Whitney Stewart writes a great biography for kids in Sir Edmund Hillary: To Everest and Beyond. Stewart uses a wealth of sources (rare for children's literature), including her own interviews with the subject, his wife, and friends, in addition to books and some unpublished interviews by others. With so many books on Hillary, one might be tempted to think she's reinventing the wheel, but what emerges is a refocused narrative based around Hillary and his family that is often lost in the more dramatic or conventional books. His trip up the Ganges is here represented as a tribute to a lost wife and a means of spiritual recovery, rather than another escapist grand adventure. His journey to the South Pole is shown as a difficult life decision during the beginnings of his young family, in addition to a media frenzy. I like that Stewart trusts kids to know that role models do not stand alone, but are supported and shaped by their family and friends.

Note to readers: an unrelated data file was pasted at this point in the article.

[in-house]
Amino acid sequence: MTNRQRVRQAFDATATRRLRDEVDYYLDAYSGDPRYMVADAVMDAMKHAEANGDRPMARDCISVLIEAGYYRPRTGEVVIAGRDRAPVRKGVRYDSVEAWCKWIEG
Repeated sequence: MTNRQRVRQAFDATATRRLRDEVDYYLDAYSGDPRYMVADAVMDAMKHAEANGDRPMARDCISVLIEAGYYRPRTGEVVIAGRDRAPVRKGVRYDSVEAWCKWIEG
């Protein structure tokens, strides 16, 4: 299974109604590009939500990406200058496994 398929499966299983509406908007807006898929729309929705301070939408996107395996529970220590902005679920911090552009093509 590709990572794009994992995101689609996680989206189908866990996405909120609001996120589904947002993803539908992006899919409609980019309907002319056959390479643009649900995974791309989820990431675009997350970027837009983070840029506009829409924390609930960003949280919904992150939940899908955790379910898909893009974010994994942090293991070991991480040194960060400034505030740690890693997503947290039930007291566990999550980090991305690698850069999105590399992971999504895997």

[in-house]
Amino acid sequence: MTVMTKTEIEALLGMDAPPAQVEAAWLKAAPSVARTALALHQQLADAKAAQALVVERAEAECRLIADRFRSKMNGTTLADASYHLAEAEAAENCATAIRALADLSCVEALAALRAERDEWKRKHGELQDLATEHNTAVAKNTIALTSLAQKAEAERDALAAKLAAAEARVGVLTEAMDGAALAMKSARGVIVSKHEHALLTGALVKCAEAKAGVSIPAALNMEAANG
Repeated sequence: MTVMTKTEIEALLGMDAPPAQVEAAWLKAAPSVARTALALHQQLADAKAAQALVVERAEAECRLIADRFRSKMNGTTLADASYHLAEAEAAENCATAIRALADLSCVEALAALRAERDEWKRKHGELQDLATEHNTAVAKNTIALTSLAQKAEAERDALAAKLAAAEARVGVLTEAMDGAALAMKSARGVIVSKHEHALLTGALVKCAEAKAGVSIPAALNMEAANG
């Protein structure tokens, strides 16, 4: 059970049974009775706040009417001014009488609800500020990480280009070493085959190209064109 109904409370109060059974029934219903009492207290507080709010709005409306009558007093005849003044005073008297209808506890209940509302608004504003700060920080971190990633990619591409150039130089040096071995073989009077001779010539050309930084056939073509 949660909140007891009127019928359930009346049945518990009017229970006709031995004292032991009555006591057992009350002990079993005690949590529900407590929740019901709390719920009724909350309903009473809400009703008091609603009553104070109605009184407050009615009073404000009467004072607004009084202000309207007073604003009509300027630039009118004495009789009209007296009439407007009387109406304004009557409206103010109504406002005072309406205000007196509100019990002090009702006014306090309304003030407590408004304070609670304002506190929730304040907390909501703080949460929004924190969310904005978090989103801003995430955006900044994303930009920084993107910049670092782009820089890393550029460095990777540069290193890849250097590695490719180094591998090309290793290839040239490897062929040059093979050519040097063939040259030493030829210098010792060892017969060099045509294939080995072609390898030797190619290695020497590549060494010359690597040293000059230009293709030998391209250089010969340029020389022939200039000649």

The book, published in 1996, contains a lot of the standard facts on Hillary, even if there's a bit of a refocus. His youth in New Zealand, climbing in the Southern Alps, Everest and other adventures, and his life of philanthropy are all here. The Everest material focuses on the trek to Everest and the summit climb, with some bits about the 1951 reconnaissance, Hillary's pre-climb physical, and the build-up of camps thrown in. You won't find, however, the Cho Oyu prep climb (during which Hillary and Lowe sneaked over to the north side of Everest) or Hillary's return in 1981 to visit the Kangshung Face. I still think this is a great research book for kids interested in Hillary and a good pick for libraries.
This post is a revision and expansion of an earlier entry, found here.